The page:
Robot-assisted laser technology to manufacture large- scale aerospace parts

A 15-month project has been launched that will combine laser processing technology with robotics for large-scale, high-end aerospace part production. The Innovate UK-funded

LaserTau project will see UK organisations TWI and CAV- AT collaborate with Swedish firms Prodtex, Cognibotics and Corebond to develop a prototype robot platform – named Tau robot – capable of offering high speed, sub-10µm accuracy, and high rigidity. The robot will be integrated with laser technology to form a reconfigurable processing cell capable of manufacturing aerospace components and assemblies on a large scale.

While a gantry version of the

prototype robot has already been created and successfully applied to factory application tests, the project now aims to expand the working envelope of the platform to around 3 x 1 x 1m. TWI is leading the project

as a technology enabler and system validator. It will focus on laser processing aspects of the project, based on the Tau PKM (parallel kinematic mechanism) machines and concepts

Ultrafast lasers could dramatically reduce impact of nuclear waste

Ekspla and Light Conversion have developed a laser system to accelerate radioactive decay of nuclear waste from tens of thousands of years to months, hours or even seconds – depending on the material.

developed mostly at Lund University, Sweden. Cognibotics, Prodtex and Corebond will work together in a coherent value chain where Corebond provide light-weight, high-stiffness carbon fibre reinforced polymer hardware, Prodtex will help develop a virtual model of the Tau system, and Cognibotics will provide a PKM-suitable robot motion controller. CAV-AT will offer experience in laser processing large areas relating to wing structures. TWI noted while the new

technology is being investigated for use in the aerospace industry, it will be capable of processing structures and components for any industry.

The jointly produced Sylos laser, dubbed ‘the most powerful among the fastest and the fastest among the most powerful’, is a high-intensity ultrafast laser with a peak power thousands of times higher than the power of a nuclear power plant. It is impulses such as this that have the potential to nullify the impact of nuclear waste, according to the two Lithuanian firms. Currently, the disposal of nuclear waste

is comprised of storing the waste in containers either above or underground, depending on the decay period of the radioactive material. This method has raised safety concerns,

however, as some of the waste is disposed not too far from densely populated areas, and highly radioactive waste has to be safely stored for up to tens of thousands of years.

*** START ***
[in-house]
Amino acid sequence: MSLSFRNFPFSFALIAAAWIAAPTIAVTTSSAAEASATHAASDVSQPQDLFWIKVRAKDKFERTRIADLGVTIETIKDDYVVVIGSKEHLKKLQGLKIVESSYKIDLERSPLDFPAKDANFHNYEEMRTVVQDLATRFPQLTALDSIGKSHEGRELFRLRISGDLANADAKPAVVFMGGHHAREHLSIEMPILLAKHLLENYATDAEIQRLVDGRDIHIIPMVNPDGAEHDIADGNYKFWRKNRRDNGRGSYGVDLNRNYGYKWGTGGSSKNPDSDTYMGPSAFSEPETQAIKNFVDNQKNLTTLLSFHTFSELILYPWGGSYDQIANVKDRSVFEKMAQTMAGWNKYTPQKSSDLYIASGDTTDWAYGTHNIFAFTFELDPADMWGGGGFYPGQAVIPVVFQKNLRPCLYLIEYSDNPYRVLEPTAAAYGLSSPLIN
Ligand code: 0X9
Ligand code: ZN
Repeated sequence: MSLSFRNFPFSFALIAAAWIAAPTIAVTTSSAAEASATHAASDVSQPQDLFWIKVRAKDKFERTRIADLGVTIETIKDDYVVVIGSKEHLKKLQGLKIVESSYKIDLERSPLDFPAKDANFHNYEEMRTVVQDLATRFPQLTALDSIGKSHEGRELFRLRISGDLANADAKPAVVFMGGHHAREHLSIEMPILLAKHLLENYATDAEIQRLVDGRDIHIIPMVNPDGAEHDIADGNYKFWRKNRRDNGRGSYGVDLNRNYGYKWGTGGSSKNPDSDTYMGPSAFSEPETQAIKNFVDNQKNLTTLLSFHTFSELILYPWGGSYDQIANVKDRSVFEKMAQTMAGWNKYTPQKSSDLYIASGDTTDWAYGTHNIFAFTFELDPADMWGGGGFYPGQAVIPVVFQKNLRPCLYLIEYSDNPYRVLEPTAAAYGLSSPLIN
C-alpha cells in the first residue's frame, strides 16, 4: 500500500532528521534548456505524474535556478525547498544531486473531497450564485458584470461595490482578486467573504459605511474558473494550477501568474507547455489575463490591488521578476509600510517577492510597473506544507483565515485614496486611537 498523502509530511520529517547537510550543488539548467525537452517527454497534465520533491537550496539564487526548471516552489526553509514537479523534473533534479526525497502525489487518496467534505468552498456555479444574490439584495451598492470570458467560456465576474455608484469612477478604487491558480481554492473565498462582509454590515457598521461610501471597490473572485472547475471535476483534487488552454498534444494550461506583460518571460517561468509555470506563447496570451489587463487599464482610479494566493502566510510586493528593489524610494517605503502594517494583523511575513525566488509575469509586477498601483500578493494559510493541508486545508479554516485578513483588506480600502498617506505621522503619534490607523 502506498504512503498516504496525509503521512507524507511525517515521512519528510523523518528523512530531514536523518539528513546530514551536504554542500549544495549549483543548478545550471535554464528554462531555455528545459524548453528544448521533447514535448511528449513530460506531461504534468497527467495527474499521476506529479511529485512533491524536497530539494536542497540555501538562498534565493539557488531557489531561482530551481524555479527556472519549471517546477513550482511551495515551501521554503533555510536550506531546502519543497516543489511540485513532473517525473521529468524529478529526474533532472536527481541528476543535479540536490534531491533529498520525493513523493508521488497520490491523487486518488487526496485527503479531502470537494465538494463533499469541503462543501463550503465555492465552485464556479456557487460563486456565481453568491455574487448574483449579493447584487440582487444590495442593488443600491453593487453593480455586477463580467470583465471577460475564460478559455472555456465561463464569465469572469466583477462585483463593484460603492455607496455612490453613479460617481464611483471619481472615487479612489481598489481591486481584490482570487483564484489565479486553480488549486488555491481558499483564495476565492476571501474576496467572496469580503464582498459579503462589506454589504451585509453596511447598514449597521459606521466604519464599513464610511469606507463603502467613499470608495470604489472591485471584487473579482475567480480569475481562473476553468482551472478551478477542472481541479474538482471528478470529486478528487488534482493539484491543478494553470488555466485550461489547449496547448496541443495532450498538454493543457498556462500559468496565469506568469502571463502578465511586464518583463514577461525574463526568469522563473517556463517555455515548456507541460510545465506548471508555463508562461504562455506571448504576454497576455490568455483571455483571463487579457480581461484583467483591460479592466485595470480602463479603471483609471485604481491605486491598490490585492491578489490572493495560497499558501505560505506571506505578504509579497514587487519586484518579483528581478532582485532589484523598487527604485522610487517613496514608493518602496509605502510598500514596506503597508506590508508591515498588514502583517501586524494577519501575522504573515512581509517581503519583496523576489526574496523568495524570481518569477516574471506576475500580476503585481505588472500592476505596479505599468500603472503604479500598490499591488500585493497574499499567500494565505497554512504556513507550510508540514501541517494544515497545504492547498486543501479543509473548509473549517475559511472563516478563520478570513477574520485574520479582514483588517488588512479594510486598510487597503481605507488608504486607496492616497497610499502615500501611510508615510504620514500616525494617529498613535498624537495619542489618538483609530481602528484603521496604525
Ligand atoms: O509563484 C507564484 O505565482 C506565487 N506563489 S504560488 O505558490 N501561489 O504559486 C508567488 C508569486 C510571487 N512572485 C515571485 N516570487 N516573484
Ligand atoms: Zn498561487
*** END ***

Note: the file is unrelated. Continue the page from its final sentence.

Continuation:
The initial idea that ultrafast lasers could

potentially solve the nuclear waste disposal problem was raised by Gérard Mourou, one of the recipients of the Nobel Prize in Physics in 2018. Speaking to The Conversation earlier

this year, he said: ‘Take the nucleus of an atom. It is made up of protons and neutrons. If we add or take away a neutron,


it changes absolutely everything. It is no longer the same atom, and its properties will completely change. The lifespan of nuclear waste is fundamentally changed, and we could cut this from a million years to 30 minutes! ‘We are already able to irradiate large quantities of material in one go with a high- power laser, so the technique is perfectly applicable and, in theory, nothing prevents us from scaling it up to an industrial level. This is the project that I am launching in partnership with the Alternative Energies and Atomic Energy Commission, or CEA, in France. In 10 or 15 years we think we will have something we can demonstrate. This is what really allows me to dream, thinking of all the future applications of our invention.’ The Sylos high-density ultrafast laser

system might become a much-needed solution for this application, Ekspla and Light Conversion affirm. However, several challenges are yet to be met before laser systems such as this could be applied on an industrial scale. ‘We do believe that lasers like Sylos can be adapted to solve the nuclear waste issue globally, without leaving it for future generations to deal with,’ confirmed Darius Gadonas, head of the scientific laser systems division at Light Conversion. ‘How soon this could be achieved will depend on the political will of governments, since lasers and infrastructure of this kind could cost up to billions of euros per unit.’




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